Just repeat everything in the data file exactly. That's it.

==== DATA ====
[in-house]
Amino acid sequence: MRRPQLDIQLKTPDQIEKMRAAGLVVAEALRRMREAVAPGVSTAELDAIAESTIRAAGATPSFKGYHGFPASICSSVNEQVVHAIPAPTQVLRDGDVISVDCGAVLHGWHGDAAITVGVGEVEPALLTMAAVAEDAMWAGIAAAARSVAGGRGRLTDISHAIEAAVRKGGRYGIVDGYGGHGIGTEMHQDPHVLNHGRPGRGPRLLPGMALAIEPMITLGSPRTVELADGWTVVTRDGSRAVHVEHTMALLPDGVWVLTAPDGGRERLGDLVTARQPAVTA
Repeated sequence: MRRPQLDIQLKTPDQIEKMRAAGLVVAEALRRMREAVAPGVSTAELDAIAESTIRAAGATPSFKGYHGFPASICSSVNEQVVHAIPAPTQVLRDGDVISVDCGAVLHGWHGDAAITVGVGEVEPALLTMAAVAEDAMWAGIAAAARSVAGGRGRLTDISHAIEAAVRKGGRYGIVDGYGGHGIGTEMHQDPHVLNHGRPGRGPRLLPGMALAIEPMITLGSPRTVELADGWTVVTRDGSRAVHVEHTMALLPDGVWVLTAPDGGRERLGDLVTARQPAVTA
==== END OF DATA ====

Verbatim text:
[in-house]
Amino acid sequence: MRRPQLDIQLKTPDQIEKMRAAGLVVAEALRRMREAVAPGVSTAELDAIAESTIRAAGATPSFKGYHGFPASICSSVNEQVVHAIPAPTQVLRDGDVISVDCGAVLHGWHGDAAITVGVGEVEPALLTMAAVAEDAMWAGIAAAARSVAGGRGRLTDISHAIEAAVRKGGRYGIVDGYGGHGIGTEMHQDPHVLNHGRPGRGPRLLPGMALAIEPMITLGSPRTVELADGWTVVTRDGSRAVHVEHTMALLPDGVWVLTAPDGGRERLGDLVTARQPAVTA
Repeated sequence: MRRPQLDIQLKTPDQIEKMRAAGLVVAEALRRMREAVAPGVSTAELDAIAESTIRAAGATPSFKGYHGFPASICSSVNEQVVHAIPAPTQVLRDGDVISVDCGAVLHGWHGDAAITVGVGEVEPALLTMAAVAEDAMWAGIAAAARSVAGGRGRLTDISHAIEAAVRKGGRYGIVDGYGGHGIGTEMHQDPHVLNHGRPGRGPRLLPGMALAIEPMITLGSPRTVELADGWTVVTRDGSRAVHVEHTMALLPDGVWVLTAPDGGRERLGDLVTARQPAVTA